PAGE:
Good question. There are a few reasons. For one, I’m not sanguine a snow plow won’t take out some of the espalier I’ve been working on for the last couple of decades. For another, if you hire someone you’re at their mercy. I have thought about putting a snowplow on the garden tractor but it looks like a lot of work and, ultimately, you can only push snow so far. The nice thing about a snow blower is that it throws snow away—often twenty or thirty feet. At the end of the 93 winter, I had six foot snow banks on either side of the driveway but the Dynamark was still throwing snow over them.
I have thought about putting a snowblower on the garden tractor but I haven’t pursued it. The tractor is over twenty years old so that really means a new tractor. I’m holding out for an electric tractor but the technology isn’t quite there. Cub Cadet has one but it’s still early days. Also, their snow blower attachment comes off the power takeoff so the same battery that is driving the tractor would also be driving the snowblower.
Speaking of electric, Ego makes an electric snow thrower that intrigues me. It’s early days on the Troy Bilt but maybe someday…
After clearing comes our other chores.
I mentioned fruit tree pruning.
We have apples, Cornelian Cherries, peaches, nectarines, and others. Most of the “others” are exotics that are still in the evaluation phase. The others are well established. All of them require pruning and special care. The fruit trees on the espaliers have special needs. This needs to be done in February while they are dormant. If we do dormant spray (fungal sprays of high toxicity) it has to be done at the same time.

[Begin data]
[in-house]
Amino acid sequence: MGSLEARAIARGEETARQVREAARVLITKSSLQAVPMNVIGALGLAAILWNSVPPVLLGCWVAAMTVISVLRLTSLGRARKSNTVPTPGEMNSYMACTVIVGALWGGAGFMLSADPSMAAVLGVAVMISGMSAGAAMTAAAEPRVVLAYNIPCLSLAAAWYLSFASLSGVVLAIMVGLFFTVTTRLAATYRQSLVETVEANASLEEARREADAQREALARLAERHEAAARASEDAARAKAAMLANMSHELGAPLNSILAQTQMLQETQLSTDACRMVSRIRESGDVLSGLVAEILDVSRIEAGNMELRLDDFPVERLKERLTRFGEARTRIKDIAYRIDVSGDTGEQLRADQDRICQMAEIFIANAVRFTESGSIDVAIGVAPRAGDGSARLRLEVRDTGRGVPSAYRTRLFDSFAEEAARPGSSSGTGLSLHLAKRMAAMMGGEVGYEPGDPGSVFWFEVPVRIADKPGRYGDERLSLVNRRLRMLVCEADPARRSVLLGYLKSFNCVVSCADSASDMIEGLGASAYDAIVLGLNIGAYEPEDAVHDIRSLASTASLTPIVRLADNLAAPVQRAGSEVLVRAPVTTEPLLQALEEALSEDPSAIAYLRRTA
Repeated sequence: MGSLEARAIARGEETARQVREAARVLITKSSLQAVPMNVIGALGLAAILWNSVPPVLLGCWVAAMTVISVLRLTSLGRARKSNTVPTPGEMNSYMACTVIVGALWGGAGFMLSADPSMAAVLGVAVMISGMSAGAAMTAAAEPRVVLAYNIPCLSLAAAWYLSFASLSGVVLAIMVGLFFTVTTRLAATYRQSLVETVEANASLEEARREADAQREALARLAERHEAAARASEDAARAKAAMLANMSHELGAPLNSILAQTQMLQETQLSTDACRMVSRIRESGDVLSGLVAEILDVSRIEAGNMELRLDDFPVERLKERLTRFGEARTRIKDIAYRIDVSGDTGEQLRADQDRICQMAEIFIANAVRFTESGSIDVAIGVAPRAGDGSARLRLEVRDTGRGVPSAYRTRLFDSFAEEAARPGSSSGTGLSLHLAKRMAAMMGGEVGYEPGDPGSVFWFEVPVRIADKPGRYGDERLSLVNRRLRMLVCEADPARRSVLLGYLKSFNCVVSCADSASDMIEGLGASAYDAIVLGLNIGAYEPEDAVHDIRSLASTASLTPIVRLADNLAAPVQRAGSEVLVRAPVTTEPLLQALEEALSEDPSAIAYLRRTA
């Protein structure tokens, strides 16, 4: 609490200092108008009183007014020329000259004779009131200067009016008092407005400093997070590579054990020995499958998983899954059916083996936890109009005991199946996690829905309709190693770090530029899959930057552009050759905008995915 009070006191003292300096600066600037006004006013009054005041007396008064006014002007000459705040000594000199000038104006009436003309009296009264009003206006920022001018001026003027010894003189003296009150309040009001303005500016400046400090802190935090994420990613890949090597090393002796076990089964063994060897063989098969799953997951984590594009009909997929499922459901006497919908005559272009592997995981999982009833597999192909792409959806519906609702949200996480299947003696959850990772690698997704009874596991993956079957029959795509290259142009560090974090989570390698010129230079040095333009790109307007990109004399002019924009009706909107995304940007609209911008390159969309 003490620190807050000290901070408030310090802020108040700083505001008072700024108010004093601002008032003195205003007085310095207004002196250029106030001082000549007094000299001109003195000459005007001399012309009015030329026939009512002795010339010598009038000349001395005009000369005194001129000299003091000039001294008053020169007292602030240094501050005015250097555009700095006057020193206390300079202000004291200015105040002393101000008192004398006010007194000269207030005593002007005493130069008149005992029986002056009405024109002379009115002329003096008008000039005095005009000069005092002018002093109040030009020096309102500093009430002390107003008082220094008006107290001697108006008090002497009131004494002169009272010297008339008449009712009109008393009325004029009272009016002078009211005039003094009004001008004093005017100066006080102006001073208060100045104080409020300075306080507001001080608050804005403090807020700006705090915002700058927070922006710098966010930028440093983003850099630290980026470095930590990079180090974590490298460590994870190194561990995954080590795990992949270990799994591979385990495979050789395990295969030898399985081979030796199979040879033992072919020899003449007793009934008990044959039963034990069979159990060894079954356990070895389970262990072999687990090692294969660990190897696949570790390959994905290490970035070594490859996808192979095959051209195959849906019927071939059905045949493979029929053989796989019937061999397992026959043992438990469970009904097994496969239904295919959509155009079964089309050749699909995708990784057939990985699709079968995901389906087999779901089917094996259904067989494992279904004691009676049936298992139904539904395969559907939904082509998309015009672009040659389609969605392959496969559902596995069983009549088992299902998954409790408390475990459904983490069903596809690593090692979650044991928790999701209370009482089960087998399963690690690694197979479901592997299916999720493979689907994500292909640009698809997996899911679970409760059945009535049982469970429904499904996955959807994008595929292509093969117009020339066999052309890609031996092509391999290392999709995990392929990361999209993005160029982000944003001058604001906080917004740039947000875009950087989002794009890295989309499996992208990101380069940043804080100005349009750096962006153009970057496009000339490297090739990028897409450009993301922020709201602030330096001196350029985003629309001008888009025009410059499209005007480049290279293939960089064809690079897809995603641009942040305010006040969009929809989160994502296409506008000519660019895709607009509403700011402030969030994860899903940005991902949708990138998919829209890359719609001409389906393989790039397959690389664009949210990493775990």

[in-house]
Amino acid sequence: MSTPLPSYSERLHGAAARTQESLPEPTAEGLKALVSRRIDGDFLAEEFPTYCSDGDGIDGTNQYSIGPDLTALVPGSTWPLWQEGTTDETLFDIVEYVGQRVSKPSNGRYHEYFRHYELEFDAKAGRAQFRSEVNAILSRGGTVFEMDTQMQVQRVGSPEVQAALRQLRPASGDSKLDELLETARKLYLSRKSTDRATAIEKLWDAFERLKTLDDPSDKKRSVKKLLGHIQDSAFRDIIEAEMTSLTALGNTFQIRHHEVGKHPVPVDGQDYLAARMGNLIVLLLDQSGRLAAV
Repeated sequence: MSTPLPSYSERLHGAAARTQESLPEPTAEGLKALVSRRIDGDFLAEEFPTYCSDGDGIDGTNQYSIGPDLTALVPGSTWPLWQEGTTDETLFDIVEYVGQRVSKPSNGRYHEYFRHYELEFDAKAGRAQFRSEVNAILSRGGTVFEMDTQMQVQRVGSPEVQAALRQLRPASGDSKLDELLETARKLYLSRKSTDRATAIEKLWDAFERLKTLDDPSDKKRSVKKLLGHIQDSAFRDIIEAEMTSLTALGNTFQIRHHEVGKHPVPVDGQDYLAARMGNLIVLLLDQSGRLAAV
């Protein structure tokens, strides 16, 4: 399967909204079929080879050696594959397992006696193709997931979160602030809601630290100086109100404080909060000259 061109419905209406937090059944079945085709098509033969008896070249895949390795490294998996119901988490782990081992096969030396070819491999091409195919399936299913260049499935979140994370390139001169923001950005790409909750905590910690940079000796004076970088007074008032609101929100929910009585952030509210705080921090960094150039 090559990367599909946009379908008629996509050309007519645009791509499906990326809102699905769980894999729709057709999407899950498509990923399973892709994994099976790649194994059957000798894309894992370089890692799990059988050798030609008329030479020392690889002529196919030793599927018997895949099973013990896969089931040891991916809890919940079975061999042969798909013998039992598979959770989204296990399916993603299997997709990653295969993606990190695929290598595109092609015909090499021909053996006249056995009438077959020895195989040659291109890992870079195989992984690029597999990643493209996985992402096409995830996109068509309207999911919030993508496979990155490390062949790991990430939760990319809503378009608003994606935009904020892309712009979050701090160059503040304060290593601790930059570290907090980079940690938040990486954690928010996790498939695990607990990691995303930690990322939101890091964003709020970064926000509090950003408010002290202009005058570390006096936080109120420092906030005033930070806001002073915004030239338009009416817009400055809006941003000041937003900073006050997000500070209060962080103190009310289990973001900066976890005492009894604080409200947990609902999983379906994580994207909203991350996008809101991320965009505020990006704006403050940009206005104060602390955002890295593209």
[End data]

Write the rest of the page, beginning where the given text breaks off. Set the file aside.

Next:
This is also the time of year where we evaluate the chickens.
I am not sentimental about chickens as a whole. Some chickens have come close to being pets—Sam and Abigail, for example. Both were with us for over a decade and passed of old age after surviving raccoons and a bobcat. But there’s something wrong with the current crop. They just don’t have much vigor. So, we’ll be putting them in the freezer come the end of March when we get new chicks. Essentially, we’re starting over. With any luck, we’ll have laying in October. If not, winter will set in and we’ll get laying in 2022.
It’s also the time of year when we start acting on spring plans. We’ve started sets in the greenhouse. Over the last few years, we’ve had relatively warm Mays followed by miserable Junes. This is a problem for a lot of crops. So, this year we’re trying some early season plant protectors.
The hydroponics in the greenhouse have been working very well. We get salads regularly. We tried rice in one of the grow beds a couple years back with limited success. The harvest/square foot for rice is just too low to be practical. I’m interested in trying buckwheat. It may have same problem but it is not a grass.
We’ve had very good luck with corn and chestnuts. About ¼ of the material in the bread I’ve been baking comes from our own efforts. As I’ve mentioned before, this summer we’re planning to go industrial on the garden. More corn, potatoes, and beans. By fall I’d like to have fifty pounds of calories to get us through the winter. We will see.
That’s it from the farm.